The Remote proved as weather resistant as the Hilleberg Nammatj 3 GT we tested last April, but exceeded that tent in almost every other merit. The MSR has 10 more square feet of interior space, 2.75 inches more interior height, an additional door, stronger carbon poles, and costs $80 less, but does weigh six ounces more. In our opinion, that small weight penalty is made up for by the Remote’s ability to address our biggest criticism of the 3P Hilleberg: where that tent only breaks down into two parts for carry, making it awkward to distribute evenly amongst its inhabitants, the MSR splits into three, roughly equal parts—the body, fly, and poles. 

The AdvancePro 2 is an ultra minimalist single wall tent for professional climbers doing multi-day ascents. (MSR)

AdvancePro 2

We only used the Advance Pro 2 at base camp, so I can’t weigh in on how well it stands up to wind. Designed to be a minimalist shelter for professional alpinists, its slim dimensions (just 24 square feet of interior floor space, no vestibule) are designed to fit into nooks and crannies mid-climb. It’s also designed so that one person can set it up without moving their feet, just in case space on a ledge really is at that much of a premium.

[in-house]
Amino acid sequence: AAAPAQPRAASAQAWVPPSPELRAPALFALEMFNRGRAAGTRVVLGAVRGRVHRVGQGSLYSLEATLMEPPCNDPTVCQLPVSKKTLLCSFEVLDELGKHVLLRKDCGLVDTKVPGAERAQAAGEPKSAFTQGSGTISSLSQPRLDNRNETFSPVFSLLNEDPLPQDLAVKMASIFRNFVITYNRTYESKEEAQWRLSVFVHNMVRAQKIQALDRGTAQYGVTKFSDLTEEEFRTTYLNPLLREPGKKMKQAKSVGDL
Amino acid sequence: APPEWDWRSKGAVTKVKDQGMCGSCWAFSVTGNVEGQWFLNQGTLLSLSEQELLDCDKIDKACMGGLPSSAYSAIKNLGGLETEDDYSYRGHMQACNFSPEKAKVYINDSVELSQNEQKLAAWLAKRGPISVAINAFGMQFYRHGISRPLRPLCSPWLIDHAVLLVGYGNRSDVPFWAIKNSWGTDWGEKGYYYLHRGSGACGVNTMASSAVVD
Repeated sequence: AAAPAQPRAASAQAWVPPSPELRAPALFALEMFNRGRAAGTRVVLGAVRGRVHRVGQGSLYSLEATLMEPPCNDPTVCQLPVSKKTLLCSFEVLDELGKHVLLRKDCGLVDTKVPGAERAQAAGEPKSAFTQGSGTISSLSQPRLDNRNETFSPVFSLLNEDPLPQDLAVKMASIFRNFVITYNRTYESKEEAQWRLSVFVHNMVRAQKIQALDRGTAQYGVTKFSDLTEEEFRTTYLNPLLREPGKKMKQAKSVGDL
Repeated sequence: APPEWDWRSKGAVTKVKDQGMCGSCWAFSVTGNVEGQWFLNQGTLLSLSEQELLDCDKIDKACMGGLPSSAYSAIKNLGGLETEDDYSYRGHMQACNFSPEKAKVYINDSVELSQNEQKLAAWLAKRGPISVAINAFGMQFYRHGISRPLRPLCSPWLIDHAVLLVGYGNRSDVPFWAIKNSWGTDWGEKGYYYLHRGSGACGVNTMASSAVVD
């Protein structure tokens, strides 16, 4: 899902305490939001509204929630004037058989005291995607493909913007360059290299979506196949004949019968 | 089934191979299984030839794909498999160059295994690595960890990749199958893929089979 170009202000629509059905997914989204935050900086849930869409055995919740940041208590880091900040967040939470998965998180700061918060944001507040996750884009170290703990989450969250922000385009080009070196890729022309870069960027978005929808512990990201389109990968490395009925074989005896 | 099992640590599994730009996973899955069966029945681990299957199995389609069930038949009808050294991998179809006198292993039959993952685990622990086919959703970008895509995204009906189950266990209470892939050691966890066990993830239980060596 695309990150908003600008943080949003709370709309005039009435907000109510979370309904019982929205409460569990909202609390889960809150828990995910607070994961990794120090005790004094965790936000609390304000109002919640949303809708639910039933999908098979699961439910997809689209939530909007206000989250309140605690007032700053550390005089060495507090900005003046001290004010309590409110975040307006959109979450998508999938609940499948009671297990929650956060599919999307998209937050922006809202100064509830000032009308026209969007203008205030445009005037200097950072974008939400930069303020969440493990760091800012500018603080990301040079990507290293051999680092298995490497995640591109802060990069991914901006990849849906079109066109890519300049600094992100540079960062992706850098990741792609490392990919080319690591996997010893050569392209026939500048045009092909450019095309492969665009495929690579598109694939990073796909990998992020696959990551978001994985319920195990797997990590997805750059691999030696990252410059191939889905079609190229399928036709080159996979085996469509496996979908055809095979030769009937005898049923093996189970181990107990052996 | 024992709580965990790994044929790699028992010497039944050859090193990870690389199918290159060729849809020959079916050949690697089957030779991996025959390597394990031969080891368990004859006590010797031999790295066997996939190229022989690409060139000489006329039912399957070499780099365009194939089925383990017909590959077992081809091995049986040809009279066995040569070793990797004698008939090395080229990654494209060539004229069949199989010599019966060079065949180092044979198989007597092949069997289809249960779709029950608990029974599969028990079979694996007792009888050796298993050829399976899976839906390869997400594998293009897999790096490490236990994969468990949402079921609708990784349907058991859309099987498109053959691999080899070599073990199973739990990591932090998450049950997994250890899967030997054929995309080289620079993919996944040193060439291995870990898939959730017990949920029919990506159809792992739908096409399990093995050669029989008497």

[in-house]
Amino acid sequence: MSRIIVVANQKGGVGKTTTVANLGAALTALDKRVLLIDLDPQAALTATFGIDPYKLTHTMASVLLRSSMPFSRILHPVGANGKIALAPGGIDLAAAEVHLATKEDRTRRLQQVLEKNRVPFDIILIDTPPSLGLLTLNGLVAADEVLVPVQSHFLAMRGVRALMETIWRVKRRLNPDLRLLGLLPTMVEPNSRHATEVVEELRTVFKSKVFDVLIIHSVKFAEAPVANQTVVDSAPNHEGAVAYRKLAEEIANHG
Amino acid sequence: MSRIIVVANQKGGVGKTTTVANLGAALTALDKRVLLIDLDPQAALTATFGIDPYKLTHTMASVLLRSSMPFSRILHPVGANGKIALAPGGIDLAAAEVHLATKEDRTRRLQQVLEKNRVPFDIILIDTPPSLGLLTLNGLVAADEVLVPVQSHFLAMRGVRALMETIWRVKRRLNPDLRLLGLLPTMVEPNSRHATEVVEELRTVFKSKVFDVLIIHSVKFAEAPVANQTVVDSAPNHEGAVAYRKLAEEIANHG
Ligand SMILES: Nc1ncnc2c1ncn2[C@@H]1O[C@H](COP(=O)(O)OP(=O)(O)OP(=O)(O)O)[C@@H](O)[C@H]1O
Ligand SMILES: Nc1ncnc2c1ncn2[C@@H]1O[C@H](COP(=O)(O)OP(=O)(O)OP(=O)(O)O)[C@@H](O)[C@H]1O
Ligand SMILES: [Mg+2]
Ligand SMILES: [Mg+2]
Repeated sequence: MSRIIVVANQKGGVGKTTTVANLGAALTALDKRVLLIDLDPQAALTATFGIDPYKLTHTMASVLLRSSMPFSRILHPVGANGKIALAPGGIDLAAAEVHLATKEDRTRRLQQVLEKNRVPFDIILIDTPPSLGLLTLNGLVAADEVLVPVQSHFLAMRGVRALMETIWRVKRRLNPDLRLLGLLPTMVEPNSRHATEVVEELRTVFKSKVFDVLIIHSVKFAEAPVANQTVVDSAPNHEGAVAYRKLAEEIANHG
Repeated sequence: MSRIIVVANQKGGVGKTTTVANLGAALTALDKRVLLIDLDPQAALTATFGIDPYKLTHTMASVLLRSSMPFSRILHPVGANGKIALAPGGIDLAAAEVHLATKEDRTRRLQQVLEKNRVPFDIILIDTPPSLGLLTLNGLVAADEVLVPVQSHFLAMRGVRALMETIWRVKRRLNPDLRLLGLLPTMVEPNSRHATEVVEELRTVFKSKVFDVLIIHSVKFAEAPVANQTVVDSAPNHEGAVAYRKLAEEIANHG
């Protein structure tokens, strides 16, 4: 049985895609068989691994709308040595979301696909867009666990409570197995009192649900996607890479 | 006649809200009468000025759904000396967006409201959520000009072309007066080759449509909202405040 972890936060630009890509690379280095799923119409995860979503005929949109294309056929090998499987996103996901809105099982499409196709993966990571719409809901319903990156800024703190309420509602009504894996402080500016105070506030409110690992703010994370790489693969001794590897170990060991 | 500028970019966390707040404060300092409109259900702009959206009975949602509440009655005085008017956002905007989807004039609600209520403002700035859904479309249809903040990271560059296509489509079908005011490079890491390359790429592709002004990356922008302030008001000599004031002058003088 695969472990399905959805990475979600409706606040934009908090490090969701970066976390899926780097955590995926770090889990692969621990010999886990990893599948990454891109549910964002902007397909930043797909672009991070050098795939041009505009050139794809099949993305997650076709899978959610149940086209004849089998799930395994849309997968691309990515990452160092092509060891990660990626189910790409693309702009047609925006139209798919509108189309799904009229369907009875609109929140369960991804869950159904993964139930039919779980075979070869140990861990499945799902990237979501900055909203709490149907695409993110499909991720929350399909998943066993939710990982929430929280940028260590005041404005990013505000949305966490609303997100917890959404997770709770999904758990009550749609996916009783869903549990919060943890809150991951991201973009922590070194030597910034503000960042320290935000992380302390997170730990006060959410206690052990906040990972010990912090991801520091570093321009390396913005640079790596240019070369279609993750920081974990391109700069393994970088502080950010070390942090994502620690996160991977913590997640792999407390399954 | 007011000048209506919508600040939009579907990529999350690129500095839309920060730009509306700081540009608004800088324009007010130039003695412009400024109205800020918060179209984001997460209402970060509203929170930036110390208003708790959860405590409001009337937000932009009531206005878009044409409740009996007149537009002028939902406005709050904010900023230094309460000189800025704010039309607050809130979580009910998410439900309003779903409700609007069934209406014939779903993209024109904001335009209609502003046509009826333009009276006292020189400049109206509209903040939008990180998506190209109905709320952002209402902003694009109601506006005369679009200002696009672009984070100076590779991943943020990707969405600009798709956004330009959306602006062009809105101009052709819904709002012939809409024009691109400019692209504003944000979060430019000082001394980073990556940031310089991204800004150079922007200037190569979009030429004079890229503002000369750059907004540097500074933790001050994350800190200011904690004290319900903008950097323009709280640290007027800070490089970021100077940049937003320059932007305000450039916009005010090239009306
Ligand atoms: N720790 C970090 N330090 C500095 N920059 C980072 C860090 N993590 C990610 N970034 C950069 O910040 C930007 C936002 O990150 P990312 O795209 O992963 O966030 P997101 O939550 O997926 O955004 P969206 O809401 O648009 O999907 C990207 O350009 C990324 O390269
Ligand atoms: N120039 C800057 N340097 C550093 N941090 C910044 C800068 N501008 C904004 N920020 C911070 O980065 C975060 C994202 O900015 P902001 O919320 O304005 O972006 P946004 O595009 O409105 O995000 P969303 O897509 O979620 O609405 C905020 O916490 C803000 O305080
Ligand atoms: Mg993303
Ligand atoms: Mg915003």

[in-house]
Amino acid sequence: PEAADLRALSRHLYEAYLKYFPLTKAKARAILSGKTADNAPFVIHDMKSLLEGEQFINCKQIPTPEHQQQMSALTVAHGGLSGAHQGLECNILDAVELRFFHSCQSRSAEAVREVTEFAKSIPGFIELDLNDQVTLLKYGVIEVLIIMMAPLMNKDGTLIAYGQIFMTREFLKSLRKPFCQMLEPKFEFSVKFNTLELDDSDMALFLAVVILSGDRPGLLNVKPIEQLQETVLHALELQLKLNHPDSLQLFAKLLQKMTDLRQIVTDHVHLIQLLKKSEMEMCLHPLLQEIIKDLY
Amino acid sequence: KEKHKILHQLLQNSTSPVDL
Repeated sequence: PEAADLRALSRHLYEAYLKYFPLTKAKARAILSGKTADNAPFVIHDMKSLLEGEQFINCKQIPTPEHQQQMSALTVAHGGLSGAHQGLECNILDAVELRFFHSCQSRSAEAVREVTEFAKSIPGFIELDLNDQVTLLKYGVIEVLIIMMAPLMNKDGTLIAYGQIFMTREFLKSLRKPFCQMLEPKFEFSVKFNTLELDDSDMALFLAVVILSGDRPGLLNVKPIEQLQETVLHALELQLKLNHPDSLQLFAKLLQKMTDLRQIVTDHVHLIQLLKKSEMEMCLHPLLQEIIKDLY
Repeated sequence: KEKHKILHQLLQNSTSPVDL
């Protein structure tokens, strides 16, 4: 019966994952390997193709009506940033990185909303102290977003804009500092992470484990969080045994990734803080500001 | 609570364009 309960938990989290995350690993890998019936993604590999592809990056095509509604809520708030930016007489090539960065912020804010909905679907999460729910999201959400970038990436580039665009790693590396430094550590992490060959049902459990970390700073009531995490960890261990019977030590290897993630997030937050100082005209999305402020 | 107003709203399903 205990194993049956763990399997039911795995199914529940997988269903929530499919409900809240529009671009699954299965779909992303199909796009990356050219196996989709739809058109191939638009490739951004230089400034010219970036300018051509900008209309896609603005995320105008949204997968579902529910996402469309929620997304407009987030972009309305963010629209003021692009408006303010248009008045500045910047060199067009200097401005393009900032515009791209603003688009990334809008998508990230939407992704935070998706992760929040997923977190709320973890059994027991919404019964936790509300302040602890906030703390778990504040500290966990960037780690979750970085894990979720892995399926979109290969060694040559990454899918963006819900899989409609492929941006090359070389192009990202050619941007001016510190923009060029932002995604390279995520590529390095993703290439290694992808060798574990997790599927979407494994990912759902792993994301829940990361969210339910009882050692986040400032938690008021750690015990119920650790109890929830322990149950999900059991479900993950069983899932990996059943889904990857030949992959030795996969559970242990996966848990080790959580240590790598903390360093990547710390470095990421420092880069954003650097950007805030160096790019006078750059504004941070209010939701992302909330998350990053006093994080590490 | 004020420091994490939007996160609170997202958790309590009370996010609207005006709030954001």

It’s a traditional single-wall winter tent with very limited ventilation, so it appeared to suffer from a fair amount of condensation down at only 3,700 feet in August, but that use is well outside what it’s intended for. The carbon fiber poles should prove incredibly break-resistant, flexing, rather than snapping under high loads, and contribute to an all-up weight of just 2.9 pounds. 

Price is a steep $550, and you’d better really like spooning your climbing partner because the interior is tiny. This tent really is restricted to that single-use case of first ascents and multi-day summits.

Mountain Safety Research's new safety orange color scheme really pops. Remote 3 in foreground, Access 2 right, Access 3 rear. (Martin Maisonpierre)